These three shots are not new but I’ve revisited the processing for two of them. I wrote a few weeks ago about how I found how effective it can be to stretch the whites and blacks sliders in Lightroom. Since then it’s been part of my standard workflow. This has prompted me to take a fresh look at some older pictures and that’s what I’ve tried with the two left hand shots above. I’ve shown them with the shot on the right because I think they make a great triptych.
To carry on with the theme of sharpness I’ve had for the last few posts this is another angle on that subject. An effect we want to achieve is a sense of depth and three dimensionality to our pictures. Having a wide range of tones from dark to bright is one way to help that. It’s not enough just to have the range. You’ll get that from a bright sunny day of high contrast. It’s how you position the tones to emphasise parts of the shot and downplay others. In these shots I’ve lightened the parts of the shot I want to bring to the foreground and used vignetting or radial filters to darken the surround. This makes parts of the shot advance or recede and adds to the sense of depth and this is part of the whole perception of what we simply call sharpness.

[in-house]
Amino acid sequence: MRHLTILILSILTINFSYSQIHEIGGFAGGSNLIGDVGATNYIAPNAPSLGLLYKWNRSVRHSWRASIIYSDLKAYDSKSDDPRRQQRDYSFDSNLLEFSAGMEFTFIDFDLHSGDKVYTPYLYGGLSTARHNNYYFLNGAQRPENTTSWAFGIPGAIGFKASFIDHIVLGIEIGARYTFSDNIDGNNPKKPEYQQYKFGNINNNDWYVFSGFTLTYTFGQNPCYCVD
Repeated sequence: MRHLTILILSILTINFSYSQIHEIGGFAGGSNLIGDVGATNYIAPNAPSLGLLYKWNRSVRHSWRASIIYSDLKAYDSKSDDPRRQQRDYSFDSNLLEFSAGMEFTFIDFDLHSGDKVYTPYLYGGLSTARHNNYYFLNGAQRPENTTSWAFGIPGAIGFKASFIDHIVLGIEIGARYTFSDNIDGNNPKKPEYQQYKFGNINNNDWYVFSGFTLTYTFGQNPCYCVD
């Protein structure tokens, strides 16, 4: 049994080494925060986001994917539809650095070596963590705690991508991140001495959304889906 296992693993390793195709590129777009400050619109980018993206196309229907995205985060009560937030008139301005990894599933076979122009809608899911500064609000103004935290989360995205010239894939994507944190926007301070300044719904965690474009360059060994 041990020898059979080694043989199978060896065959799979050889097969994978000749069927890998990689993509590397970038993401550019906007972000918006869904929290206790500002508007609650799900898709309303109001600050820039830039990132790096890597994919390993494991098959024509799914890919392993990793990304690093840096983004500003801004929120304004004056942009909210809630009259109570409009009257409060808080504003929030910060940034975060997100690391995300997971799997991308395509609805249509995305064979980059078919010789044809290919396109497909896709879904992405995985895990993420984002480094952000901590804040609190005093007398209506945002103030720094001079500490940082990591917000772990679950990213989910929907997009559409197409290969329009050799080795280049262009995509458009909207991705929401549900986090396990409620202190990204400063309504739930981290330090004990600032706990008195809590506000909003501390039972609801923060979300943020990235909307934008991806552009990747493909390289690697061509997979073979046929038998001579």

I talked a few posts ago about our perceptions of image sharpness. I illustrated that post with an example of extreme sharpness – showing the amazing level of detail available even hand-held from my Olympus OMD-EM10 and its tiny and cheap kit lens.
This time I want to go to the other extreme. The shot above was a result of constraining myself to shoot JPEG only on a day of uninspiring bright sunshine. In real life this was not an attractive scene. A water pipeline is being layed and the project has created an ugly scar on the landscape. The light is flat and uninteresting. However the shapes are strong. The S-shaped curve of the pipes and track leading up to the mountain range and with the aircraft contrails fanning out at the top.
I used the Olympus’ “High Grain” scene mode, with the addition of “pin-hole effect” which has created a strong vignette. I find the results work quite well, though quite different to my normal style. Here’s another shot taken a short while later. The scene is more my usual thing but the light and haze made it a boring conventional shot.
The point of this post, though, is that the effects have removed much of the technical sharpness from the shot. Looking at it at 100% magnification gives the authentic impression of poor quality film shot through a poor quality lens from a hundred years ago. However this becomes irrelevant because of the strong subject and composition. If anything, sharpness and technical quality might have distracted. As it is, it becomes easier for the viewer to see the strong abstract shapes but still keeping the atmosphere of the landscape.